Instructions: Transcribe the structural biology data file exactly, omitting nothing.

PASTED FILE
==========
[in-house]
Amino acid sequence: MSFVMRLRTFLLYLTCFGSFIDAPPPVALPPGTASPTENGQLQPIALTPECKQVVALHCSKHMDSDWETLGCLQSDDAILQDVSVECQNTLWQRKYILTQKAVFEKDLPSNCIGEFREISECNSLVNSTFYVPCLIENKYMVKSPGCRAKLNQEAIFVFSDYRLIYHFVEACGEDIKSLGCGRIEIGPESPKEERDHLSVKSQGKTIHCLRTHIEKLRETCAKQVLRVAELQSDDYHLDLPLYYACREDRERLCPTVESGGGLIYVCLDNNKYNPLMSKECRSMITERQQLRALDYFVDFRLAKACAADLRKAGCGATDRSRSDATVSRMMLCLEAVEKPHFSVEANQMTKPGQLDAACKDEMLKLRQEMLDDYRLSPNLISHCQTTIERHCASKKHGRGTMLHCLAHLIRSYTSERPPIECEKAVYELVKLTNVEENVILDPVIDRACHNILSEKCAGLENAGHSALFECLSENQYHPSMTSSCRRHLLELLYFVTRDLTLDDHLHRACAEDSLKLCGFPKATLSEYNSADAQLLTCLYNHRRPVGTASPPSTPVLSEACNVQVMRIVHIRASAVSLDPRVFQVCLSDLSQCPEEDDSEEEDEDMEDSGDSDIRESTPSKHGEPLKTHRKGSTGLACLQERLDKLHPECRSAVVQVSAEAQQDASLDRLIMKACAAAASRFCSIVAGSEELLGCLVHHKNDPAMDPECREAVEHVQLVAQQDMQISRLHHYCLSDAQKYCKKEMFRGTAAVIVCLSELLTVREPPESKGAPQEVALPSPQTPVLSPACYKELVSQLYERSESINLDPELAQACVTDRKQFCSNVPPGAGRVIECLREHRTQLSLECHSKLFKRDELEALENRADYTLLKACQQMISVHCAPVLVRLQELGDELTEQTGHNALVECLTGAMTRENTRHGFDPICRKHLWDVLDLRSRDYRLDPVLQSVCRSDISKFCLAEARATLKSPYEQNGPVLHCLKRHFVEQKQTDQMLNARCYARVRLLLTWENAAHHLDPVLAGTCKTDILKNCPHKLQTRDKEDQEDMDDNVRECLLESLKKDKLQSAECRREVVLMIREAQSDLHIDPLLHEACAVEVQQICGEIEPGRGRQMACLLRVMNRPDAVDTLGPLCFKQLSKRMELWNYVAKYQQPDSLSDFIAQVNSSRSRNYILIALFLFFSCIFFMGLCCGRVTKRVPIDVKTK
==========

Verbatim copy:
[in-house]
Amino acid sequence: MSFVMRLRTFLLYLTCFGSFIDAPPPVALPPGTASPTENGQLQPIALTPECKQVVALHCSKHMDSDWETLGCLQSDDAILQDVSVECQNTLWQRKYILTQKAVFEKDLPSNCIGEFREISECNSLVNSTFYVPCLIENKYMVKSPGCRAKLNQEAIFVFSDYRLIYHFVEACGEDIKSLGCGRIEIGPESPKEERDHLSVKSQGKTIHCLRTHIEKLRETCAKQVLRVAELQSDDYHLDLPLYYACREDRERLCPTVESGGGLIYVCLDNNKYNPLMSKECRSMITERQQLRALDYFVDFRLAKACAADLRKAGCGATDRSRSDATVSRMMLCLEAVEKPHFSVEANQMTKPGQLDAACKDEMLKLRQEMLDDYRLSPNLISHCQTTIERHCASKKHGRGTMLHCLAHLIRSYTSERPPIECEKAVYELVKLTNVEENVILDPVIDRACHNILSEKCAGLENAGHSALFECLSENQYHPSMTSSCRRHLLELLYFVTRDLTLDDHLHRACAEDSLKLCGFPKATLSEYNSADAQLLTCLYNHRRPVGTASPPSTPVLSEACNVQVMRIVHIRASAVSLDPRVFQVCLSDLSQCPEEDDSEEEDEDMEDSGDSDIRESTPSKHGEPLKTHRKGSTGLACLQERLDKLHPECRSAVVQVSAEAQQDASLDRLIMKACAAAASRFCSIVAGSEELLGCLVHHKNDPAMDPECREAVEHVQLVAQQDMQISRLHHYCLSDAQKYCKKEMFRGTAAVIVCLSELLTVREPPESKGAPQEVALPSPQTPVLSPACYKELVSQLYERSESINLDPELAQACVTDRKQFCSNVPPGAGRVIECLREHRTQLSLECHSKLFKRDELEALENRADYTLLKACQQMISVHCAPVLVRLQELGDELTEQTGHNALVECLTGAMTRENTRHGFDPICRKHLWDVLDLRSRDYRLDPVLQSVCRSDISKFCLAEARATLKSPYEQNGPVLHCLKRHFVEQKQTDQMLNARCYARVRLLLTWENAAHHLDPVLAGTCKTDILKNCPHKLQTRDKEDQEDMDDNVRECLLESLKKDKLQSAECRREVVLMIREAQSDLHIDPLLHEACAVEVQQICGEIEPGRGRQMACLLRVMNRPDAVDTLGPLCFKQLSKRMELWNYVAKYQQPDSLSDFIAQVNSSRSRNYILIALFLFFSCIFFMGLCCGRVTKRVPIDVKTK